As most of you are aware, being in nature is vital to our emotional, physical, and mental health.
Being in nature has been shown to reduce blood pressure, heart rate, muscle tension, and the production of stress hormones. During this time of anxiety and change in our routines, it is crucial to maintain our connection with nature.
Even with social distancing, there are many ways to bring nature into our day. Here are some suggestions:
Find your sit spot. What is a sit spot? It’s your spot to sit in nature that you come back to regularly–maybe every day, maybe every week–for calm reflection and an opportunity to see changes in nature over time on a small scale. Here are some great articles about the value of a sit spot and how to make your own:
- Complete Guide To Using A Sit Spot In Nature
- Start a “Sit Spot” practice to a happier you
- The 5 Qualities Of A Perfect Sit Spot
This is a great time to listen to the birds! Some are returning from their winter homes, some were here all winter, and all of them are singing to each other a lot now. What are they saying with their songs? Among other things, they are communicating: This is my territory, there’s some delicious food here, danger, let’s make babies. Great times to listen are early morning and late evening. There are many apps that can make this more fun:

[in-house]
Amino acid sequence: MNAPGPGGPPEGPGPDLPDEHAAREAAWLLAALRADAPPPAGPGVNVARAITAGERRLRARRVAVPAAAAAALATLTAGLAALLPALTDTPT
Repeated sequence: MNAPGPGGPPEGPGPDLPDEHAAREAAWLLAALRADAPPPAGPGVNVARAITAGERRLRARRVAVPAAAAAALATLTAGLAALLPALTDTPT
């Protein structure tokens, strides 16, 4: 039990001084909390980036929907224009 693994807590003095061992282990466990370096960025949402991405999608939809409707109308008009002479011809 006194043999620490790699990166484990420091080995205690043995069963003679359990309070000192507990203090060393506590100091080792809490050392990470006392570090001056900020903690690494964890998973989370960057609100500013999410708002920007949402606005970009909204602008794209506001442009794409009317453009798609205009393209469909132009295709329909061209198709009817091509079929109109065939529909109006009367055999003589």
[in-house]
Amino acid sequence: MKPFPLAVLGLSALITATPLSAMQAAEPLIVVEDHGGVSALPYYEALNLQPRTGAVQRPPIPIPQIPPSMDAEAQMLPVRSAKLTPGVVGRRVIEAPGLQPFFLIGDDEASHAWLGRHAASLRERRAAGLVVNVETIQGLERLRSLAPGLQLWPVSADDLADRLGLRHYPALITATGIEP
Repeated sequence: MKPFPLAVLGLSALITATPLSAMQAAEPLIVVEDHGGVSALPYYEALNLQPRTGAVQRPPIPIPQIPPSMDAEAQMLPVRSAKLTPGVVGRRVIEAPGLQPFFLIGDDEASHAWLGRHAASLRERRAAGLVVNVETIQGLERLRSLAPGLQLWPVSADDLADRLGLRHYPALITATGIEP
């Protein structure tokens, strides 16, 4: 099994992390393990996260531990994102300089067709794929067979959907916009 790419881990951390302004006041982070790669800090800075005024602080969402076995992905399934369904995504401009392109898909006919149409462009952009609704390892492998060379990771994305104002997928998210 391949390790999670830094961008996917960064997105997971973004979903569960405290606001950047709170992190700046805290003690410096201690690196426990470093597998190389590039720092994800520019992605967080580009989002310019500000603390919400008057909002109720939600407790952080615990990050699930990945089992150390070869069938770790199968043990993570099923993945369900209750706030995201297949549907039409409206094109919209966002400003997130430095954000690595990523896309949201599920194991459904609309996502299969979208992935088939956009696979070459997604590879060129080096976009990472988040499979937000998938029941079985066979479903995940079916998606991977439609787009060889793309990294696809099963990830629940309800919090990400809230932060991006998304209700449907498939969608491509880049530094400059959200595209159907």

- Merlin Bird ID helps identify birds that you’re seeing
- Song Bird ID USA helps identify birds that you may not be able to see but can hear
Go for a walk. Although I think that it’s always a great day for a walk–I’m happy to walk in the rain, snow, cold, or heat–I think that everybody would agree that spring is a great time for a walk. What signs of spring can you find on your walk? There are many fun spring scavenger hunts you can bring along. Here’s one to try. You can look for more scavenger hunt sheets online or create your own. Have fun in your backyard or head to a trail. Just make sure to give people space (i.e., social distance) on the trail.
In good health and nature,
Director of Education